In April, Rails Co. introduced the latest in its line of snow-removal equipment: the Model C-2 Compact Hot Air Blower (HAB). The product features an electronic combustion-controlled burner head, which provides higher combustion efficiency, longer service life, and lower maintenance and operating costs, according to company literature. The C-2 HAB also includes internal controls, flame rod flame verification and diagnostic LEDs that help with trouble shooting. The equipment provides direct air output of 1,470 cubic feet per minute, the company said.
Safety features include an air flow/blower safety shut-off, circuit breaker disconnect, multiple trials for ignition, an intermittent spark transformer that turns on when needed, and pre-ignition and post airflow purge.
The units can be fueled by propane or natural gas, and operate automatically with a snow detector or by dispatch control, according to Rails Co.
The company offers five other types of switch heaters, as well: Type TH Tubular Electric switch heaters, available in round or flat profile for switches up to 45 feet long; Type HAB switch heaters, which use high-pressure blowers to distribute hot air throughout the switch area to keep switches open and operating; Type RTS switch heaters, available in propane- or natural gas-powered versions, which apply uniform heat over the entire length of the switch; Type LP switch heaters, which are designed for low-pressure natural gas installations; and Type CAB Cold Air Blower Systems that direct ambient temperature air to keep switches and tie spaces clear in moderate snow and freezing conditions.
Rails Co. also manufactures a range of switch rod heaters, cold air blowers for hot-box detectors, trainstop rod hairpin heaters, ballast heaters, snow detectors, and automatic control systems and accessories, such as insulated heat retaining rods.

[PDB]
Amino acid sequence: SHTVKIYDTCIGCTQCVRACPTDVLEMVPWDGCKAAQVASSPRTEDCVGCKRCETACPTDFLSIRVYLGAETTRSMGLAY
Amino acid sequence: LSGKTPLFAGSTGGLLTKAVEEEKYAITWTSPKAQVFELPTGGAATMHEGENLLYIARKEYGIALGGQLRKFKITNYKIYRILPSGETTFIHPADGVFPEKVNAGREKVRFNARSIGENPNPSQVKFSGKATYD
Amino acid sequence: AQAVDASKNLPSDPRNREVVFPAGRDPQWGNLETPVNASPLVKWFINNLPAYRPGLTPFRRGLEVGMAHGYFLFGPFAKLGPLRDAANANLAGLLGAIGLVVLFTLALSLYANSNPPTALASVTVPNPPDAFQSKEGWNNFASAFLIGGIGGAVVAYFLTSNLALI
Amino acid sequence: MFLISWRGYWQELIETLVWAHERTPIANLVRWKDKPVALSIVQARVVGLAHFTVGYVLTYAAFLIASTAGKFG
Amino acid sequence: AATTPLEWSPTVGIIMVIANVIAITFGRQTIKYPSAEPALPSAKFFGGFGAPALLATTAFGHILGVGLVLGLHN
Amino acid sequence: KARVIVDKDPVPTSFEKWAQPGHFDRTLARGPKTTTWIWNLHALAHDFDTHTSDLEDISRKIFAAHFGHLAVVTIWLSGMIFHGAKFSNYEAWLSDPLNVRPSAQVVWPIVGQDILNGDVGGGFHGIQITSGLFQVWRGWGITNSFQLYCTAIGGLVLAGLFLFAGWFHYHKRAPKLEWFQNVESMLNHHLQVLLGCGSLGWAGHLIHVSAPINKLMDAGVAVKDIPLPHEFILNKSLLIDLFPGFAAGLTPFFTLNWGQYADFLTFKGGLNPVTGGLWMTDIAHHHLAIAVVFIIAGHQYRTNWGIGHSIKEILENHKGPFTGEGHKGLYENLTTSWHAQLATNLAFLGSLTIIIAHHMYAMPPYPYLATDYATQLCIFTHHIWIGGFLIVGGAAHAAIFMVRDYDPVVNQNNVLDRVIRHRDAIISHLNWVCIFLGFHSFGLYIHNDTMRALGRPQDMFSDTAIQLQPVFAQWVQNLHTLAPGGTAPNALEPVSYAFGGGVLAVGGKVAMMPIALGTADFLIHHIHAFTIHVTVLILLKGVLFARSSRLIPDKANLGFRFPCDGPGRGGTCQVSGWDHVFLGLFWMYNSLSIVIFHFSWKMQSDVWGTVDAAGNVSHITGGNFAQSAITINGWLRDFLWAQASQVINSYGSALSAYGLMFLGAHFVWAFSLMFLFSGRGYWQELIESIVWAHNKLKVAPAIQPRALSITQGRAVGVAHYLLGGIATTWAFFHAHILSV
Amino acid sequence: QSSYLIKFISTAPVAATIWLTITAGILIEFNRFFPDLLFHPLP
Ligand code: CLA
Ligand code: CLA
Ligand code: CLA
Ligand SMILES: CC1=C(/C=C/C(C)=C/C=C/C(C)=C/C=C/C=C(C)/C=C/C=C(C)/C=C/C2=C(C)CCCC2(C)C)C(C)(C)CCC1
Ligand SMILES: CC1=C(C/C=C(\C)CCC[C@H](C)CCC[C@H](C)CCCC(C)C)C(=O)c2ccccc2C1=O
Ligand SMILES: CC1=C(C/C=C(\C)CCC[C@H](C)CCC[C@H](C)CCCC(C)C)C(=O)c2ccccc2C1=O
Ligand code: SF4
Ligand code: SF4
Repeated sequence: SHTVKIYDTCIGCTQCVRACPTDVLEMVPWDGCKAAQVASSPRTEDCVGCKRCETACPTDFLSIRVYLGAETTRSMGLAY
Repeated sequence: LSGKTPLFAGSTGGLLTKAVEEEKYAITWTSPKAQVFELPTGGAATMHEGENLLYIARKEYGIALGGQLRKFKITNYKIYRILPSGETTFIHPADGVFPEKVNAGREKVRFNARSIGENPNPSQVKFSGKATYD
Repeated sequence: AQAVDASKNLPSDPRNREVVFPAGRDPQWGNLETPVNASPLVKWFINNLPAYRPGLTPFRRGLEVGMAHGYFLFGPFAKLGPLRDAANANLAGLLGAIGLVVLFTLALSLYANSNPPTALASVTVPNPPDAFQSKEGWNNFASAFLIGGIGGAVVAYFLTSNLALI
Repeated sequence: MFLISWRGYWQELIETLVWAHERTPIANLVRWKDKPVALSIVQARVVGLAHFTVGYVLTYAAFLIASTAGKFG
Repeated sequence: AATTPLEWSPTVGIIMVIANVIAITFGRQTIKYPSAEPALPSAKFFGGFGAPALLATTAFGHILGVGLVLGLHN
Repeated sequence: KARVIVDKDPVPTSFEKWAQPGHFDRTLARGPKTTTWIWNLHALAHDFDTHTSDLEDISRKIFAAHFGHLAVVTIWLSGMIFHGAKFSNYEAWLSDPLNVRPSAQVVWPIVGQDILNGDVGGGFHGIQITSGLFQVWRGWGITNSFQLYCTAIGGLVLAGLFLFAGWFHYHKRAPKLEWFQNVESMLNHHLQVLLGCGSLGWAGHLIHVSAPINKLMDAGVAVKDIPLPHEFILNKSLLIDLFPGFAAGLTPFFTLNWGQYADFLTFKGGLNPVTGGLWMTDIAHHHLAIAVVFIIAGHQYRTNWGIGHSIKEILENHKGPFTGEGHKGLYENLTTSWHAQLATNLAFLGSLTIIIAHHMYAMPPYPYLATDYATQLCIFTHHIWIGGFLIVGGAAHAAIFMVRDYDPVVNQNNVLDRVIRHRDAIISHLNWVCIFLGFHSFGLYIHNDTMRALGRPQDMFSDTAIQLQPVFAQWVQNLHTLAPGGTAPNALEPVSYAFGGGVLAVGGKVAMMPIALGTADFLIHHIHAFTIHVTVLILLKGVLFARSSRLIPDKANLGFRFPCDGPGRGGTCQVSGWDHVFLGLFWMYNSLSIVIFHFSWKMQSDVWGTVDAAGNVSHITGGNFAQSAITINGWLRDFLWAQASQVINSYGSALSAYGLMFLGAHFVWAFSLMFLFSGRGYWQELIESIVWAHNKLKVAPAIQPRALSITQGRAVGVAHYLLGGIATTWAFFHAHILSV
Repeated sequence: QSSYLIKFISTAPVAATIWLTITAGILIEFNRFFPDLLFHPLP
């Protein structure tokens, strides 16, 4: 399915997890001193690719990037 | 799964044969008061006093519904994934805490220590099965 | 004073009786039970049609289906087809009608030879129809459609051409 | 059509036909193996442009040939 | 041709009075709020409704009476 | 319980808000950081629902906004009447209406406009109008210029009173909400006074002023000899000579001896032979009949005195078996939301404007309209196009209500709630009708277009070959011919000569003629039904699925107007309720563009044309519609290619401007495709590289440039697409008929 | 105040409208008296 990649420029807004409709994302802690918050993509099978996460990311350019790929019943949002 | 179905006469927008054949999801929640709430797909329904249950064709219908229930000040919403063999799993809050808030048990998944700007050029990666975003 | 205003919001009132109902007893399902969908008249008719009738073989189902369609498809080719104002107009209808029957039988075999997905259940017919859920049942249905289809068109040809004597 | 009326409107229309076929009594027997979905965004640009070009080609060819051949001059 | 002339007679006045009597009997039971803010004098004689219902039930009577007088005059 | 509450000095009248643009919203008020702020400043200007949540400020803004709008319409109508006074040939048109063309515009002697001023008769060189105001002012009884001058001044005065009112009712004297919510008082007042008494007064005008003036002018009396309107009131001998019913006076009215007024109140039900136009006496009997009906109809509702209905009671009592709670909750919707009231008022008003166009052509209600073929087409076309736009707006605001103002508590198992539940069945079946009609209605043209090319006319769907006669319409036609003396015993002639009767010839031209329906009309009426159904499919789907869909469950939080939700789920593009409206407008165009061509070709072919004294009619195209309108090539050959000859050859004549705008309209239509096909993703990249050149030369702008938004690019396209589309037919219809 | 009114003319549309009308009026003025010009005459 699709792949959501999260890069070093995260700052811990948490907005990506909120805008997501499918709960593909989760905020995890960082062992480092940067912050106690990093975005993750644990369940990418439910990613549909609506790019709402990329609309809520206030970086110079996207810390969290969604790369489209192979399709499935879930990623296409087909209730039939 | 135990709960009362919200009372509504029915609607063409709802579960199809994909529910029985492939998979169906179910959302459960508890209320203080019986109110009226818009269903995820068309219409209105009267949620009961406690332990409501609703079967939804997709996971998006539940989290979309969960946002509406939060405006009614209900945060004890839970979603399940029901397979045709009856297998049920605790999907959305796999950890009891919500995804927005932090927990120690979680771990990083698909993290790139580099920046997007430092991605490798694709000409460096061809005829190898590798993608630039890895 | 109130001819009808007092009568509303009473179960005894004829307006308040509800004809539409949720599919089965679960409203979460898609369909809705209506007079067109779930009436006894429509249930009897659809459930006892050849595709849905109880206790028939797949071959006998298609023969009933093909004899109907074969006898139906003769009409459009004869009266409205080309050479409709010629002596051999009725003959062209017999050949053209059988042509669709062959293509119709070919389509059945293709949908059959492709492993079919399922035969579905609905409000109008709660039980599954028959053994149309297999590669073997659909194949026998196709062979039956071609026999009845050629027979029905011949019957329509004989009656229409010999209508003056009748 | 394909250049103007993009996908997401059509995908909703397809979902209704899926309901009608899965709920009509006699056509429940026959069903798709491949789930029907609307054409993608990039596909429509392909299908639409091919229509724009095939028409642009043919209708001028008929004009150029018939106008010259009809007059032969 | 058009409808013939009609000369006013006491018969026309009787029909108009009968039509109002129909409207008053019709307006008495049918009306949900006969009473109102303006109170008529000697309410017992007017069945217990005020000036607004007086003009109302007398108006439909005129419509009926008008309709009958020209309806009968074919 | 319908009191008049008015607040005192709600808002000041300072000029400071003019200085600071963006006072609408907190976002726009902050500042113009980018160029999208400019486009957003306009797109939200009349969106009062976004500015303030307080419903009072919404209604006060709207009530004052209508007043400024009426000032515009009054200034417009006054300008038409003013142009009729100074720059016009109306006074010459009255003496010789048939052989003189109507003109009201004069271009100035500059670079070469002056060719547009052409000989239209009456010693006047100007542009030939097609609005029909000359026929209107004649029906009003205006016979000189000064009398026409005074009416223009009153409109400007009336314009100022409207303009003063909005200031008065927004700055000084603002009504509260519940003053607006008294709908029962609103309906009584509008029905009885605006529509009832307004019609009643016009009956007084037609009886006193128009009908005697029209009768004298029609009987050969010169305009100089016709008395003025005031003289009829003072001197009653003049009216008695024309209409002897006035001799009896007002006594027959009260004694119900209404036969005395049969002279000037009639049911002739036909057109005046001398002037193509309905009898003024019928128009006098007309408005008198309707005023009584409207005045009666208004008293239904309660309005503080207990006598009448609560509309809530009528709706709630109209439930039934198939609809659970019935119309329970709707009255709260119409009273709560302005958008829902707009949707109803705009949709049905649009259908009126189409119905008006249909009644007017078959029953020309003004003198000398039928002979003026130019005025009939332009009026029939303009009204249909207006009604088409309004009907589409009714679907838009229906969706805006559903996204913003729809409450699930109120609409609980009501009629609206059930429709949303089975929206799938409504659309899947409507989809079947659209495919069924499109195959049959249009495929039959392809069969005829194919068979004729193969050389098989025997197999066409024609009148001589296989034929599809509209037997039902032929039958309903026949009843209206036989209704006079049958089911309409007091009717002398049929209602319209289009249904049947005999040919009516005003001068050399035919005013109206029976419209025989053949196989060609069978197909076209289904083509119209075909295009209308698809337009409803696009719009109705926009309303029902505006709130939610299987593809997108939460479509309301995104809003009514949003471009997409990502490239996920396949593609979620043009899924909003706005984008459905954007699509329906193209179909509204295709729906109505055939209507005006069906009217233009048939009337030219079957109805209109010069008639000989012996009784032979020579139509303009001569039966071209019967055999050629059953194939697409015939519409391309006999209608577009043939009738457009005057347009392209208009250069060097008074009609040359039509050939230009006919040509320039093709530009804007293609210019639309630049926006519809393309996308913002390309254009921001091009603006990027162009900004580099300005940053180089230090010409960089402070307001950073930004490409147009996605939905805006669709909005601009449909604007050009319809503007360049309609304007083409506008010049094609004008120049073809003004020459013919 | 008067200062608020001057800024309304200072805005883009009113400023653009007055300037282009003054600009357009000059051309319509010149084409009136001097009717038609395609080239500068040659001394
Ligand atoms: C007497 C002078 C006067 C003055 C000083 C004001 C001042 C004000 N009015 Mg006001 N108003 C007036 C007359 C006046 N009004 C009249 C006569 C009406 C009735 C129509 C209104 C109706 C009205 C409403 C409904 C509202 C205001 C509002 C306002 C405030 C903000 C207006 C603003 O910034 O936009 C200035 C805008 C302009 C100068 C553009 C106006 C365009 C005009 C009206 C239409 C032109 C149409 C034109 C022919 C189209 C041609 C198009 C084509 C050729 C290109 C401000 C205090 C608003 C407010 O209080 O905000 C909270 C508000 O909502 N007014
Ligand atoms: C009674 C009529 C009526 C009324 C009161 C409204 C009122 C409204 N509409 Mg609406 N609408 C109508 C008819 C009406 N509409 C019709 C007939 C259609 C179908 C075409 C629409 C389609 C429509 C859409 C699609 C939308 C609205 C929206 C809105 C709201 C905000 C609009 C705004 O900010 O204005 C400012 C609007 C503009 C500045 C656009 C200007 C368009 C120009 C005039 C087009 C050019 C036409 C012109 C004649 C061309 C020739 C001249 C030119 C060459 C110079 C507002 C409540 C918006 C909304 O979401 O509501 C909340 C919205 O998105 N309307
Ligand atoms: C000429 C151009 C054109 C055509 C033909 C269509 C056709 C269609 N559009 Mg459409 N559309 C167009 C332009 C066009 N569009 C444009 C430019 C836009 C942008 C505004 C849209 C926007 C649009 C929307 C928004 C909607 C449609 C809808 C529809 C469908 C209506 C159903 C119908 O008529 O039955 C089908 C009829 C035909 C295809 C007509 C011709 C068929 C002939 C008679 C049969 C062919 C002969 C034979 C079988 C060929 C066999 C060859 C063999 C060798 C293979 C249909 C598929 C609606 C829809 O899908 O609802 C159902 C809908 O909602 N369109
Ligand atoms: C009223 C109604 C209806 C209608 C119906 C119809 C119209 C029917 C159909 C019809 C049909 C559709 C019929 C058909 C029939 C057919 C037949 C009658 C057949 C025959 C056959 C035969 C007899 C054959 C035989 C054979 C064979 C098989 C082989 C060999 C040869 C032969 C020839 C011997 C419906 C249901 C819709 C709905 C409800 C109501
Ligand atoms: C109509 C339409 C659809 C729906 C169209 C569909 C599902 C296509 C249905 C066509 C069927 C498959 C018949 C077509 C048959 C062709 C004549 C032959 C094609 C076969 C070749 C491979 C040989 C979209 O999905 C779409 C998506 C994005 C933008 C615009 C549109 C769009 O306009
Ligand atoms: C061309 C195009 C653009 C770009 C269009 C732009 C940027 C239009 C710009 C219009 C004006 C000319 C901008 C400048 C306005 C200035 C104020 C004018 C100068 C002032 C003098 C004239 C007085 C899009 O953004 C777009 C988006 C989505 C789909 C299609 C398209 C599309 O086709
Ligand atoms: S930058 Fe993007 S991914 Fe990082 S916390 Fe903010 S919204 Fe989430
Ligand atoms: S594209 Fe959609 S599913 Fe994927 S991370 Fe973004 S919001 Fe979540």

Teleweld Inc./Flink Co. supplies a range of one-way and reversible snow plows. There are multiple tripping options available, as well as both steel and poly versions.
In March, Teleweld/Flink introduced the Flink FXP expanding plow, an 11-foot plow that expands up to 17 feet horizontally, said Flink Sales Manager John Plese. The operator can expand or retract the plow while behind the wheel by flipping a lever; the right and left side of the plow move independently of each other. The plow does not have pivoting sections or pins.
A heated calcium chloride deployment system is designed to help the FXP remove both ice and snow from tracks and switches. The skid-mounted plow can be used on hi-rail trucks for switch yard applications. The operator cab is fully enclosed and heated.
Teleweld/Flink also offers a variety of tailgate and under tailgate spreaders, as well as auger and drag chain hopper spreaders that disperse materials such as salt and sand to help prevent or melt ice buildup. Teleweld/Flink supplies pickup-sized spreaders up to eight feet in length and dump truck-sized spreaders up to 21 feet in length.